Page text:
So let’s look at how Sommers misreads the context of Free To Be. First there is the assertion that Free to Be’s main goal was to create gender-free children. For evidence, she points to a dialogue between two babies wherein the boy wants to be a cocktail waitress and the girl a fireman. Except she neglects to mention that the babies are voiced by Mel Brooks and Marlo Thomas and the skit is clearly played for laughs. (Watch it here if you don’t believe me). She also targets Ladies First, which is not about destroying concepts femininity but about pulling your own weight and acting appropriate in a given context. And again, played for laughs. She somehow ignored Carol Channing’s tour de force takedown on housework. These stories used comedy and exaggeration to challenge stereotypes – not advocate for a genderless world. Let’s remember what school looked like in 1974. Around 1974, my gym teacher told me girls couldn’t be captains for choosing sides in gym (mom called the principal). In 1974, most girls had extremely limited opportunities to play sports at all. In 1971, less than 300,000 girls played sports and comprised less than 1% of varsity athletes. In 2012-13 over 3 million girls played sports in high school and comprising about 40 percent of high school athletes. That’s a pretty hefty increase. But hey, that’s just sports, right? What about the real world? In 1970, only 10 percent of doctors were women, now it’s a third. In 1970, only 5 percent of lawyers were women, now it’s a third. Women, weren’t in those professions in part because of sexism in admissions, but in part because people actively discouraged women from joining those fields. That’s why we needed Free to Be You and Me.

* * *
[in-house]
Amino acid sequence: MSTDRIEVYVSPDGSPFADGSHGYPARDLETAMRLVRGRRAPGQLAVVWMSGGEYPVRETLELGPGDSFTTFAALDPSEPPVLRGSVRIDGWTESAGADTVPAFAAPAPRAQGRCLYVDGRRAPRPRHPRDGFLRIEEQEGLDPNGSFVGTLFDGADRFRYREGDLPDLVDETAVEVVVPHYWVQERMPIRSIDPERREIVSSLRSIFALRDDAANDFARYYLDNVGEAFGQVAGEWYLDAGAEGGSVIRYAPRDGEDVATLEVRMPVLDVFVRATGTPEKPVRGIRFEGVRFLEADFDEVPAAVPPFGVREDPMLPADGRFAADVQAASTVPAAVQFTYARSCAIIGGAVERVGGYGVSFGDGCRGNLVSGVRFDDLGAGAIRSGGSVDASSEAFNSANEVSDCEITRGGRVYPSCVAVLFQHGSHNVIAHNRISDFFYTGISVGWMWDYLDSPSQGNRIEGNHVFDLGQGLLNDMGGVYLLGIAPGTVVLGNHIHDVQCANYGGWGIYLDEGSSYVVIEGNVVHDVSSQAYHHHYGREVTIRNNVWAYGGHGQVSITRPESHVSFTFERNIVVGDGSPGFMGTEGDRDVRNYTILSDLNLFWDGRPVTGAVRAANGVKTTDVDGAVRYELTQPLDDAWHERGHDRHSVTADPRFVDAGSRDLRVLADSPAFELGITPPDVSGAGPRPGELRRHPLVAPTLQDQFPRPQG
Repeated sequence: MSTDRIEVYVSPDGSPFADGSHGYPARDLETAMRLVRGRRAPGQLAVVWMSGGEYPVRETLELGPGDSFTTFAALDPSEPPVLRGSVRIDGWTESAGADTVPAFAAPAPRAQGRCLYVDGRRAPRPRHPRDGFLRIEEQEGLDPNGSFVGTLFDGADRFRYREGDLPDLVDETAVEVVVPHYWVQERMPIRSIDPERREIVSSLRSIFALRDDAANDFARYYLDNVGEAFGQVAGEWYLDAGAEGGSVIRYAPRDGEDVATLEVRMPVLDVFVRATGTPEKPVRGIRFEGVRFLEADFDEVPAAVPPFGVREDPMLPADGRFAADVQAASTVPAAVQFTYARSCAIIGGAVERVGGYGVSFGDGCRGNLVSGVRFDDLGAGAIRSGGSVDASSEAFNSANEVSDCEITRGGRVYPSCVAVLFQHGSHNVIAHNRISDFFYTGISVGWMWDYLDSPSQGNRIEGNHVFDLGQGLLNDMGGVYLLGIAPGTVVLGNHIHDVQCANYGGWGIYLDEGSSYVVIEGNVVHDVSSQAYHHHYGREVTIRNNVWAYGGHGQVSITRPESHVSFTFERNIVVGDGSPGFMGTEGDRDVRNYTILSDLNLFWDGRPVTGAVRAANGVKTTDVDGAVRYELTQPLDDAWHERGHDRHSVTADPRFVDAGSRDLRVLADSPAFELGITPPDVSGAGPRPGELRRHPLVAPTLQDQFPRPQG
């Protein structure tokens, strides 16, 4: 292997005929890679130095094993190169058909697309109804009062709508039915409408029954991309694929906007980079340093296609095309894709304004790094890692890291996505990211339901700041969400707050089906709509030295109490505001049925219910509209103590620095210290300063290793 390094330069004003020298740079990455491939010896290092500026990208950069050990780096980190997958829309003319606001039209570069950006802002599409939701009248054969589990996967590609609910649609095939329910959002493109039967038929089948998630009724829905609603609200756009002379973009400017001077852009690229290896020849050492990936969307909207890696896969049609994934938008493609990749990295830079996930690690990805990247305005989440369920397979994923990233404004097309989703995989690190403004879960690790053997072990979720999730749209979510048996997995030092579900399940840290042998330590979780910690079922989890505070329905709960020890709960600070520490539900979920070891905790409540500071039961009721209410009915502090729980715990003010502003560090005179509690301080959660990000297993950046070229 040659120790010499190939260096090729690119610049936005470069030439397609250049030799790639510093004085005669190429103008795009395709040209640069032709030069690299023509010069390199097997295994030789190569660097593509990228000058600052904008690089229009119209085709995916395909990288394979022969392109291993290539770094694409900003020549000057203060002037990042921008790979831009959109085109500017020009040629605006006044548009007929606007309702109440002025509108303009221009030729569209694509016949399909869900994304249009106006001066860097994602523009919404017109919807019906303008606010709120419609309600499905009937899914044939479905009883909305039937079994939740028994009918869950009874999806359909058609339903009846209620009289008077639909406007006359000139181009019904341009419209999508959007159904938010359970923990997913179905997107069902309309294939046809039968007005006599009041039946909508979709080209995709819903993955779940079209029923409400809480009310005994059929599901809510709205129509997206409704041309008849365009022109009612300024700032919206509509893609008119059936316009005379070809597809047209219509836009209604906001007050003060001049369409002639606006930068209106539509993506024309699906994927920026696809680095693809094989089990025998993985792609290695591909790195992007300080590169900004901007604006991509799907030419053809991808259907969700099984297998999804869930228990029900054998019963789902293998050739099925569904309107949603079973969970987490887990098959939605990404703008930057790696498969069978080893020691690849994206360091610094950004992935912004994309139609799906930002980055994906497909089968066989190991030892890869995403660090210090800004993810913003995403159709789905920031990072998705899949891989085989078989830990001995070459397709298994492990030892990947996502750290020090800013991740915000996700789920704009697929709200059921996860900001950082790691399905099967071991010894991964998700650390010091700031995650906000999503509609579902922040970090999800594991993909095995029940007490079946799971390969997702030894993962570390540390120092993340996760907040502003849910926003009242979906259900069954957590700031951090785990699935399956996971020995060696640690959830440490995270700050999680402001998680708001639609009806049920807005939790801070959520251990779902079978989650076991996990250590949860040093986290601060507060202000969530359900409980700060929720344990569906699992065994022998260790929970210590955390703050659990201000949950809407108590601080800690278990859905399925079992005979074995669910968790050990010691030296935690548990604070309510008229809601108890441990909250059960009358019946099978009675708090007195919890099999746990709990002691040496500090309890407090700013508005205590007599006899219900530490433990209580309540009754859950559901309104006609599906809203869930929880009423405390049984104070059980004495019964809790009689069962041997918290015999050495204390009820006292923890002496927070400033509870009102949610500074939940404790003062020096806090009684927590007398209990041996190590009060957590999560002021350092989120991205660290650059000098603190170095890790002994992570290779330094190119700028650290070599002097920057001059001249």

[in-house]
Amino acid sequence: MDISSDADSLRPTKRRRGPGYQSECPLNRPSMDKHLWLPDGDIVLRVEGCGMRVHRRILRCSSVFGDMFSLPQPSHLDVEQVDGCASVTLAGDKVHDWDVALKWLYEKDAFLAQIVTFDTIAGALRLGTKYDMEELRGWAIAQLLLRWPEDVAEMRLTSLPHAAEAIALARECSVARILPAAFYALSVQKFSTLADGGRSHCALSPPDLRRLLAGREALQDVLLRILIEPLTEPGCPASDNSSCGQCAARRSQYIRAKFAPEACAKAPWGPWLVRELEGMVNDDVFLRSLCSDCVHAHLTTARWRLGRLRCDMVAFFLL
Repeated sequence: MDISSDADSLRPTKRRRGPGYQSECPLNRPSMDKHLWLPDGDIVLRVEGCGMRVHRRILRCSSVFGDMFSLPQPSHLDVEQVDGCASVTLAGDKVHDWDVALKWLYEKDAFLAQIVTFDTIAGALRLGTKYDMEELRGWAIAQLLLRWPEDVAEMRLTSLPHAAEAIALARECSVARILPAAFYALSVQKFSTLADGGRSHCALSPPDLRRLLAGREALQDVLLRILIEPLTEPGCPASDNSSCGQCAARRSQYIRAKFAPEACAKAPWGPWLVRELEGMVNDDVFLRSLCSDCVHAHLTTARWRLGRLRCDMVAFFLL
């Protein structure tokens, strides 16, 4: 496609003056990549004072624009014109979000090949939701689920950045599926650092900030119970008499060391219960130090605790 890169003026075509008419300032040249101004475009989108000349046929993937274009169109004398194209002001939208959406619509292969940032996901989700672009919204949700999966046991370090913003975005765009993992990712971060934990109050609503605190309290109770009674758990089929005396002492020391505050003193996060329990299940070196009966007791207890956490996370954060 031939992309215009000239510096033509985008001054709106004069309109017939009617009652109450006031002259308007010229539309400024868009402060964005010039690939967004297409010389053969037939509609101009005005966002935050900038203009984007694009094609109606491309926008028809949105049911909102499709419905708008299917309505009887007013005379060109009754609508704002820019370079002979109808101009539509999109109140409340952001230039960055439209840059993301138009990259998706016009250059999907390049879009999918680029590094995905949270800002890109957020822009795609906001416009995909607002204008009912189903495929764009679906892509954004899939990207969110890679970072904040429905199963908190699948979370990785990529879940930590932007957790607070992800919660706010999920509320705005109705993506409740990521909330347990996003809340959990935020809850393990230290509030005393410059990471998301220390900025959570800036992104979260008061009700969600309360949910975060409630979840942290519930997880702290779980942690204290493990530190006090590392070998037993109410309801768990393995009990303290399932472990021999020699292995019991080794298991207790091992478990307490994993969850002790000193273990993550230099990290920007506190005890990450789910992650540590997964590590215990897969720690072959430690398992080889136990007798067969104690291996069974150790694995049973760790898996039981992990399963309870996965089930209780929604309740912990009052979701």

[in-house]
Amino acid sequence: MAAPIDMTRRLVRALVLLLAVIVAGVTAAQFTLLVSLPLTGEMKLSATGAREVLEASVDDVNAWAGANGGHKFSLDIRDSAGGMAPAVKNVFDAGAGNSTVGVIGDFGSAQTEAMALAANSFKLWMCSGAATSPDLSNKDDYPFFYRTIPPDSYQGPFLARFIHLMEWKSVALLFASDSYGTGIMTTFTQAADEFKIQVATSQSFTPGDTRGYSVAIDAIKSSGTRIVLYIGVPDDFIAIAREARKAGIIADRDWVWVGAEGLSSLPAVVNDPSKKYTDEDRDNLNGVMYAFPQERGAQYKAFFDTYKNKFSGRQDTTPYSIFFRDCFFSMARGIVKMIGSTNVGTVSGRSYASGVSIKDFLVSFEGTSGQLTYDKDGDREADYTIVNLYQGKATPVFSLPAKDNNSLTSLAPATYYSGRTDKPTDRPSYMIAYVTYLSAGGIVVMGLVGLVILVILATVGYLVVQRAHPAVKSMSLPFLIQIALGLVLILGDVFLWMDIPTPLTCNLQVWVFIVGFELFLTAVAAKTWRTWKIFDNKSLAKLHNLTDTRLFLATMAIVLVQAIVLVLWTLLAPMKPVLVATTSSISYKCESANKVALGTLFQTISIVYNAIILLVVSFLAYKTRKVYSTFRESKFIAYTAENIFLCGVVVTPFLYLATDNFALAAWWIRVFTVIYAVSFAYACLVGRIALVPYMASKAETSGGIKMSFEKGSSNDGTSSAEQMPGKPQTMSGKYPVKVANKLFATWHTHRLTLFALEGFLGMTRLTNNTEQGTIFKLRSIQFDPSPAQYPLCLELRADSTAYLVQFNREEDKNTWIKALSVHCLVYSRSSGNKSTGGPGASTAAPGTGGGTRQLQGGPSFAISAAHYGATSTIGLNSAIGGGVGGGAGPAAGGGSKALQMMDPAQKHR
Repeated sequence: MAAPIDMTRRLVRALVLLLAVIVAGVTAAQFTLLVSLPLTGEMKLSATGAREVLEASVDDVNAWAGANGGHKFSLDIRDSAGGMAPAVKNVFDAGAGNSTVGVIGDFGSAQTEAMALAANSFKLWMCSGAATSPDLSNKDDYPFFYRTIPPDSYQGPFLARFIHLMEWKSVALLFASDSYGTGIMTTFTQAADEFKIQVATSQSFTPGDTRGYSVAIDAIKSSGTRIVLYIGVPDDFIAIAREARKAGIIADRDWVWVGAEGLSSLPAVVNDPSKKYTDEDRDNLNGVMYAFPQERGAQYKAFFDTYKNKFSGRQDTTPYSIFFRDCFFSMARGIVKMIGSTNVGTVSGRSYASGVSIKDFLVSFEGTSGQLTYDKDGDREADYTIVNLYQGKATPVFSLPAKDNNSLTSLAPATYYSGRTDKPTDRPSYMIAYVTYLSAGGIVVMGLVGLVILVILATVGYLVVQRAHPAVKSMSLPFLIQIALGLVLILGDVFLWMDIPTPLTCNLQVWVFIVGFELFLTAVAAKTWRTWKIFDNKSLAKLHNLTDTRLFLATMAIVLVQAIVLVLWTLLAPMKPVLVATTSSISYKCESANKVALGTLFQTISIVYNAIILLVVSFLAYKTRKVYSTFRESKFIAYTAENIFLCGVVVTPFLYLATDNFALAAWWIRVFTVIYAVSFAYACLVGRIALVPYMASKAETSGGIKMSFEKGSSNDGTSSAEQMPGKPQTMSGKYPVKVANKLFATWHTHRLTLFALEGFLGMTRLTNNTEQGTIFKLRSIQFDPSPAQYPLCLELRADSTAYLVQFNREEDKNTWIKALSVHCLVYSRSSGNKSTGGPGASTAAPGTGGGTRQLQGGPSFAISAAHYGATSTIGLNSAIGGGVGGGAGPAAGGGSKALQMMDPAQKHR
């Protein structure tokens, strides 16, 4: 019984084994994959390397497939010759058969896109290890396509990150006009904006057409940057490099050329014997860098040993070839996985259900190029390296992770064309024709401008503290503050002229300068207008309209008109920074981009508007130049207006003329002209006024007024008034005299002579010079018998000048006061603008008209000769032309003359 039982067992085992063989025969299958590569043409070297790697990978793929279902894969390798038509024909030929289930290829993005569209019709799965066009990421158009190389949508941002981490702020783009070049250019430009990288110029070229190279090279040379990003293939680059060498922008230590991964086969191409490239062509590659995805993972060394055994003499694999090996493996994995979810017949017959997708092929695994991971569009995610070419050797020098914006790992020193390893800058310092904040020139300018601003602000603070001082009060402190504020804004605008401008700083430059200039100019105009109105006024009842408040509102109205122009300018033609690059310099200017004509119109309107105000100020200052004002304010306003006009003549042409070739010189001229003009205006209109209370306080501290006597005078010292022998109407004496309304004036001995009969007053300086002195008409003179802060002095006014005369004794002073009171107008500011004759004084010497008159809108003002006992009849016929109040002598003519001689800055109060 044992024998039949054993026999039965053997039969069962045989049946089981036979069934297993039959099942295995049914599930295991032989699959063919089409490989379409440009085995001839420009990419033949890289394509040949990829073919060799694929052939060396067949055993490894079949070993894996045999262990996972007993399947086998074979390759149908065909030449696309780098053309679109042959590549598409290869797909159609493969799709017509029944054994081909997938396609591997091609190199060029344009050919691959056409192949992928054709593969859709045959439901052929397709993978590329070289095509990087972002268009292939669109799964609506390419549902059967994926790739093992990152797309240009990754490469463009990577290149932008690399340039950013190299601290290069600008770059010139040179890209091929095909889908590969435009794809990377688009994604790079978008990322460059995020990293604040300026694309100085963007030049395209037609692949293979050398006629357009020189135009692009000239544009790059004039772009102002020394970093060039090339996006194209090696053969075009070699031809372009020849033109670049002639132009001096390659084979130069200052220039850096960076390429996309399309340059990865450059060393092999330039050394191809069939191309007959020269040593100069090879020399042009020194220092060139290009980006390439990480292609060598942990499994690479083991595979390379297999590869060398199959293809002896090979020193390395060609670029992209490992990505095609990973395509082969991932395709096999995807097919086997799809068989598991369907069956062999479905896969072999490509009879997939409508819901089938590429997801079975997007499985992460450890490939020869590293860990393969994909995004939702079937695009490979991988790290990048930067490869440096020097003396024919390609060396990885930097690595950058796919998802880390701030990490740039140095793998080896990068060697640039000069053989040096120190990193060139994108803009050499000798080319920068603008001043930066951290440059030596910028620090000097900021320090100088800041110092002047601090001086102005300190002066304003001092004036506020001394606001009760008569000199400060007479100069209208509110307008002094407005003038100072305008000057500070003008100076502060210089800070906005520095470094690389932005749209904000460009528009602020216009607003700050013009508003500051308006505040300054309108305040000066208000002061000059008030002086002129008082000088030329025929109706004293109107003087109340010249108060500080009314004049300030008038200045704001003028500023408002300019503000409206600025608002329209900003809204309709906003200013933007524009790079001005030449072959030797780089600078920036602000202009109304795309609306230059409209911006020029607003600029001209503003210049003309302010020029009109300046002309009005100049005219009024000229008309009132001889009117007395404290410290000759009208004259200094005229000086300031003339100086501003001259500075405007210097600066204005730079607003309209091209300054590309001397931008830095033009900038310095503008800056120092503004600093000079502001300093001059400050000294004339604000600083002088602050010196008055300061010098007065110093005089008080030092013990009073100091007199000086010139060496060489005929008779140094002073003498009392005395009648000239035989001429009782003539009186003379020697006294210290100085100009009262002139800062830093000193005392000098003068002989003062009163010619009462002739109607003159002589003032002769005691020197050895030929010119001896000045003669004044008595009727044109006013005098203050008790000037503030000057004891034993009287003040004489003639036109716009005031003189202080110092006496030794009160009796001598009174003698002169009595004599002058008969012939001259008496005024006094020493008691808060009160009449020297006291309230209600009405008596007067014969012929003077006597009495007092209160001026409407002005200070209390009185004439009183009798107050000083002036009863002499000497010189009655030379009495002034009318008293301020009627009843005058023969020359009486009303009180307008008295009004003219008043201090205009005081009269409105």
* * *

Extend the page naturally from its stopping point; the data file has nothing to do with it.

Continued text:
But but but! Sissy boys! Bossy professional victim girls! Contrarian, maverick, American Enterprise Institute, chances to write hit-pieces in Time.